People of Taumako, a Polynesian community in the Solomon Islands, employ a variety of spatial models, some binary and linear, others concentric or radial. The existence of multiple models means that individuals, as they confront the challenges of daily life, must choose among alternatives and draw upon whichever ones appear most helpful at the moment. But utility depends on judgment, memory, and the selective focus of attention. Consequently, spatial understandings differ from person to person and, sometimes, in the same person from one occasion to another, highlighting the complex expression of spatial cultures in everyday contexts. As is true elsewhere, social and spatial cognition, to a degree, are intertwined. Perhaps owing to a relatively egalitarian political and social structure, however, the connection between spatial symbolism and social structure on Taumako seems attenuated. Moreover, “radiality” assumes a multiplicity of shapes and does not represent social hierarchy among the Taumako, as it does in such hierarchically ordered societies as Samoa.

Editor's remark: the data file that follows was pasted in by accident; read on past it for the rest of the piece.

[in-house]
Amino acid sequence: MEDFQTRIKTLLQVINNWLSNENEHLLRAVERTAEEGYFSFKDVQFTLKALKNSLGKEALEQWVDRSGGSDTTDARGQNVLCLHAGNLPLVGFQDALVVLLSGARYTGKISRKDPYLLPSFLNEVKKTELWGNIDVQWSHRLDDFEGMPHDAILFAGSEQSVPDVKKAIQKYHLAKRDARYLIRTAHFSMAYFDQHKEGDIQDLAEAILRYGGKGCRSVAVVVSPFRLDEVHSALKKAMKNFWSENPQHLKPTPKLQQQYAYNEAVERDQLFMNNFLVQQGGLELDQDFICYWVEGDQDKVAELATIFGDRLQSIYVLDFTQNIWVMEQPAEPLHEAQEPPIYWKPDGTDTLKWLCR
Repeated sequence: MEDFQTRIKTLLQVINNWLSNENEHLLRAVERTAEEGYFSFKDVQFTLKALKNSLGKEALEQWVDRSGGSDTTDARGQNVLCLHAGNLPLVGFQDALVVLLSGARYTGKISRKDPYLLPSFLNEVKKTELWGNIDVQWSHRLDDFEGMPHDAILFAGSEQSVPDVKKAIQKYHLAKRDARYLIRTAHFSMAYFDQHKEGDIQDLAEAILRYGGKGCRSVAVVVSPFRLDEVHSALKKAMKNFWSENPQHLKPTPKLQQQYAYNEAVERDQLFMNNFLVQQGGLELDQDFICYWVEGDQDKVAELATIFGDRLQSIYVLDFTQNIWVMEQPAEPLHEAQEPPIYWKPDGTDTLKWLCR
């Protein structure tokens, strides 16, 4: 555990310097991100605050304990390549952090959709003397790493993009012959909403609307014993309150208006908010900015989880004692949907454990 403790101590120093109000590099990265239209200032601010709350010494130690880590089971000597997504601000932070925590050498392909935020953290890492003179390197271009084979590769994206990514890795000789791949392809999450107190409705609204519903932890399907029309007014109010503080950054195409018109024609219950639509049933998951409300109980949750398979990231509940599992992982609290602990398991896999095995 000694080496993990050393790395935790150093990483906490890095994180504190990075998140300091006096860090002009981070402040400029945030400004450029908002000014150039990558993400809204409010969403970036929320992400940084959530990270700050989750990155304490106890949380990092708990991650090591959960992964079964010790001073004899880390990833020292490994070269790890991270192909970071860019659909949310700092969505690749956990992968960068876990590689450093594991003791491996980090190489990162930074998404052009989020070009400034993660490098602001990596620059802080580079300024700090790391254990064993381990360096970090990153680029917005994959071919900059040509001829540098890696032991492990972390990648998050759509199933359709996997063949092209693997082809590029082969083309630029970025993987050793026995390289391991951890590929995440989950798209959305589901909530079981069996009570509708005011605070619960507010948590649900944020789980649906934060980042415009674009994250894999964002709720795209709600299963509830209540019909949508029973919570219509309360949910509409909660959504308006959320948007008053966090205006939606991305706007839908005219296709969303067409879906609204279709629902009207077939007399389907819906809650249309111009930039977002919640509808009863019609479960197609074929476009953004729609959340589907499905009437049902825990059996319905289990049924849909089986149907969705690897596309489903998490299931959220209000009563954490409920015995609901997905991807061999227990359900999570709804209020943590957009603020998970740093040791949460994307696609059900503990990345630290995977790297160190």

Feinberg, Richard (2014). Multiple Models of Space and Movement on Taumako, a Polynesian Island in the Southeastern Solomons. Ethos 42(3) 302-331. doi: 10.1111/etho.12055. Retrieved from https://oaks.kent.edu/anthpubs/4